To make mistakes is human. To make them repeatedly is careless and short-sighted. To do so in pursuit of profit and at the expense of the natural systems on which we all depend is unforgivable.
For a species undeniably so intelligent and technologically advanced, humans are remarkably bad at learning lessons from past mistakes. The last century has provided all too many examples of industrial developments that have had widespread and serious consequences for health and environment. Some of these consequences were predictable from the outset (such as for leaded petrol and asbestos), while others were arguably harder to foresee (for example, TBT antifouling paints and ozone-depleting substances). And yet we still struggle to act on early warnings or to design systems that steer us towards sustainability.
In its first review, Late Lessons from Early Warnings, published in 2001, the European Environment Agency (EEA) broke new ground in analysing the use and misuse of scientific evidence in guiding public policy, how early warnings of harm had been missed or ignored and how greater understanding and acceptance of the complexity of the world around us could yield better decisions. Among its 12 lessons were the need to recognise uncertainties and ignorance and the value of long-term monitoring, to be explicit about assumptions, to evaluate claims of technological benefits as critically as those of risks, and to act with precaution, reducing harm where there are reasonable grounds for concern.
Twelve years on, the EEA’s second volume of Late Lessons confirms, with a series of new case studies, that progress has been inexorably slow, or even imperceptible. Scientific uncertainty is still over-used as a justification for delay or inaction and lack of evidence still portrayed as evidence to justify business as usual. Too great a focus on technologies rather than needs (in the case of agriculture for example), still commonly favours high-productivity, resource-intense “top down” systems over what may well be more relevant, socially and environmentally sustainable alternatives which involve local people and draw upon local knowledge.
There are many other insights. The case of booster biocide antifoulants for ships highlights the need for greater foresight and lateral thinking about solutions. That of neonicotinoid insecticides in seed dressings and their possible role in honeybee decline reveals fundamental weaknesses in risk assessment and authorisation procedures, as well as the pressures on science when commercial stakes are high and debates polarised. Past and recent nuclear accidents have shown that ‘low probabilities’ are not ‘no probabilities’ and that, once one threshold is crossed, the improbable can become the unavoidable. And the case of endocrine disrupting substances in Europe’s drinking water shows that, even when the scientific case is accepted, action can be blocked as simply too expensive.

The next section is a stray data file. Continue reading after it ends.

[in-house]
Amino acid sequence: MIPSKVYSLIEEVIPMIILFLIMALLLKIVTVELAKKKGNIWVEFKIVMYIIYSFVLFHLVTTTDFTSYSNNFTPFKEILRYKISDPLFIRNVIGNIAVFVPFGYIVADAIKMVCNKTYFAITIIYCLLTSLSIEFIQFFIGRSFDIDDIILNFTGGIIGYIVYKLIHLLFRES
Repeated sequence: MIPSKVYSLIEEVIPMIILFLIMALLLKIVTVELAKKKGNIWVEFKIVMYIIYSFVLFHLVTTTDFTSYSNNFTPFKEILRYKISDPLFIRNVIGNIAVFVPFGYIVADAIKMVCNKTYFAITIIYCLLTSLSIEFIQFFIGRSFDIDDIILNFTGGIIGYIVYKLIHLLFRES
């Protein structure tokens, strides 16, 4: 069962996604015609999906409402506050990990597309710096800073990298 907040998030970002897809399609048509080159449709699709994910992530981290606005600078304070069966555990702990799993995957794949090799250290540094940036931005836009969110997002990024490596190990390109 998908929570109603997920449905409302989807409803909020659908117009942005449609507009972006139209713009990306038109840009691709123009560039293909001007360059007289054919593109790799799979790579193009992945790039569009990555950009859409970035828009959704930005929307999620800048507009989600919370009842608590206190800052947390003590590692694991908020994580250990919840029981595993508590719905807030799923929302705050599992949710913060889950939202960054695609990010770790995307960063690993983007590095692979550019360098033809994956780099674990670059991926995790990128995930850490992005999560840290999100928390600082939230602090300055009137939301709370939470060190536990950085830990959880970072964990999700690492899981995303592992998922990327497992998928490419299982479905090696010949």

Costs, of course, are always relative. The costs of inaction may be harder to quantify but will inevitably rise if and when early warnings prove right. At the same time, the financial risk of acting on false alarms, so often used as an argument against precaution, has so far proven relatively small.
In so many cases, it is not humanity at large that is to blame, but the irresponsible actions of a small number of corporations which perceive that they have too much to lose. And yet it is not enough to apportion blame – we have to find new ways and renewed courage to act if we are to avoid repeating past mistakes. Enabling greater public participation in decision-making is undoubtedly part of the battle.
As we face unprecedented global change from climate perturbations, ocean acidification and habitat destruction and the emergence of new threats from nanomaterials, biotechnologies and the prospect of climate engineering, there remains no shortage of warnings. However late the lessons, we owe it to our children and to this incredible planet on which we live to learn them.
David Santillo, Senior Scientist at Greenpeace International